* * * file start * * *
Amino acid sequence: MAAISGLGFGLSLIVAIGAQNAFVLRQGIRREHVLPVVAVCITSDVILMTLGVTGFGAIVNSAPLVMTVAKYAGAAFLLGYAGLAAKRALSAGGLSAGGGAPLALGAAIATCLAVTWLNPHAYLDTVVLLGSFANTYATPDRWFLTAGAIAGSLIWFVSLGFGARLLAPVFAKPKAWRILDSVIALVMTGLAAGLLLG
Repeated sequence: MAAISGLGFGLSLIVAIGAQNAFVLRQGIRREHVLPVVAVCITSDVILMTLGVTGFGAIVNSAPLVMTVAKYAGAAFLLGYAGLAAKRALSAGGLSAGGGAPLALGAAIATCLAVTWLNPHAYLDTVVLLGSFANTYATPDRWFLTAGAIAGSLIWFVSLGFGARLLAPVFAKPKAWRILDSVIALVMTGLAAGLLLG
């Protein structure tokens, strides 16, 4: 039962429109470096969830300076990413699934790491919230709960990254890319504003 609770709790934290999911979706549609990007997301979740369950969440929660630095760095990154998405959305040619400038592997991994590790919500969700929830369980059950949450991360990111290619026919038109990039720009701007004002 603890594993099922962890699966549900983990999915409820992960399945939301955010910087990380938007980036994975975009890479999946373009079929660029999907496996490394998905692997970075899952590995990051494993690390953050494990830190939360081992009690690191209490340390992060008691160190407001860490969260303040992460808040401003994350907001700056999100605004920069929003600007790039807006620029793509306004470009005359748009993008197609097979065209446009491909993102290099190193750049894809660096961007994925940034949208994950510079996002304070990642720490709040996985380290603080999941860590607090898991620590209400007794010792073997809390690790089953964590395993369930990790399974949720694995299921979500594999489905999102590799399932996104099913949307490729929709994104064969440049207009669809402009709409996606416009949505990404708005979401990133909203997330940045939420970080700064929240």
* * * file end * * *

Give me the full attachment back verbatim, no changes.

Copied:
Amino acid sequence: MAAISGLGFGLSLIVAIGAQNAFVLRQGIRREHVLPVVAVCITSDVILMTLGVTGFGAIVNSAPLVMTVAKYAGAAFLLGYAGLAAKRALSAGGLSAGGGAPLALGAAIATCLAVTWLNPHAYLDTVVLLGSFANTYATPDRWFLTAGAIAGSLIWFVSLGFGARLLAPVFAKPKAWRILDSVIALVMTGLAAGLLLG
Repeated sequence: MAAISGLGFGLSLIVAIGAQNAFVLRQGIRREHVLPVVAVCITSDVILMTLGVTGFGAIVNSAPLVMTVAKYAGAAFLLGYAGLAAKRALSAGGLSAGGGAPLALGAAIATCLAVTWLNPHAYLDTVVLLGSFANTYATPDRWFLTAGAIAGSLIWFVSLGFGARLLAPVFAKPKAWRILDSVIALVMTGLAAGLLLG
């Protein structure tokens, strides 16, 4: 039962429109470096969830300076990413699934790491919230709960990254890319504003 609770709790934290999911979706549609990007997301979740369950969440929660630095760095990154998405959305040619400038592997991994590790919500969700929830369980059950949450991360990111290619026919038109990039720009701007004002 603890594993099922962890699966549900983990999915409820992960399945939301955010910087990380938007980036994975975009890479999946373009079929660029999907496996490394998905692997970075899952590995990051494993690390953050494990830190939360081992009690690191209490340390992060008691160190407001860490969260303040992460808040401003994350907001700056999100605004920069929003600007790039807006620029793509306004470009005359748009993008197609097979065209446009491909993102290099190193750049894809660096961007994925940034949208994950510079996002304070990642720490709040996985380290603080999941860590607090898991620590209400007794010792073997809390690790089953964590395993369930990790399974949720694995299921979500594999489905999102590799399932996104099913949307490729929709994104064969440049207009669809402009709409996606416009949505990404708005979401990133909203997330940045939420970080700064929240």